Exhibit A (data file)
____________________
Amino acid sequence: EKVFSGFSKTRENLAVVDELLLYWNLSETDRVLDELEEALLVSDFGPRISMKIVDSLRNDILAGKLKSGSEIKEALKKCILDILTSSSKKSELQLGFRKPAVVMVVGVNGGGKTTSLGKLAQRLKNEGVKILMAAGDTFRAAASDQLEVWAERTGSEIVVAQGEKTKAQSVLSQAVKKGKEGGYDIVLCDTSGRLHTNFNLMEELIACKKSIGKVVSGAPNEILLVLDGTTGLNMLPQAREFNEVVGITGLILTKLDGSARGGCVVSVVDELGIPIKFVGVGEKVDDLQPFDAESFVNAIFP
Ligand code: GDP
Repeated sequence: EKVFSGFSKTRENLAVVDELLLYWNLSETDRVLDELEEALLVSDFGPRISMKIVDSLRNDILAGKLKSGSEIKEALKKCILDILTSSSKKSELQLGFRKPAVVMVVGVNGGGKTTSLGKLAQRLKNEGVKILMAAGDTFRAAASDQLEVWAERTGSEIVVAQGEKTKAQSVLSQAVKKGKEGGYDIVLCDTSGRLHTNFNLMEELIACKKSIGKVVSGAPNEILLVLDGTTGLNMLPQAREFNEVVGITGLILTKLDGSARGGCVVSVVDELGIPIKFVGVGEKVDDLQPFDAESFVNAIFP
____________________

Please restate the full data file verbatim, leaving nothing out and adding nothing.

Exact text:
Amino acid sequence: EKVFSGFSKTRENLAVVDELLLYWNLSETDRVLDELEEALLVSDFGPRISMKIVDSLRNDILAGKLKSGSEIKEALKKCILDILTSSSKKSELQLGFRKPAVVMVVGVNGGGKTTSLGKLAQRLKNEGVKILMAAGDTFRAAASDQLEVWAERTGSEIVVAQGEKTKAQSVLSQAVKKGKEGGYDIVLCDTSGRLHTNFNLMEELIACKKSIGKVVSGAPNEILLVLDGTTGLNMLPQAREFNEVVGITGLILTKLDGSARGGCVVSVVDELGIPIKFVGVGEKVDDLQPFDAESFVNAIFP
Ligand code: GDP
Repeated sequence: EKVFSGFSKTRENLAVVDELLLYWNLSETDRVLDELEEALLVSDFGPRISMKIVDSLRNDILAGKLKSGSEIKEALKKCILDILTSSSKKSELQLGFRKPAVVMVVGVNGGGKTTSLGKLAQRLKNEGVKILMAAGDTFRAAASDQLEVWAERTGSEIVVAQGEKTKAQSVLSQAVKKGKEGGYDIVLCDTSGRLHTNFNLMEELIACKKSIGKVVSGAPNEILLVLDGTTGLNMLPQAREFNEVVGITGLILTKLDGSARGGCVVSVVDELGIPIKFVGVGEKVDDLQPFDAESFVNAIFP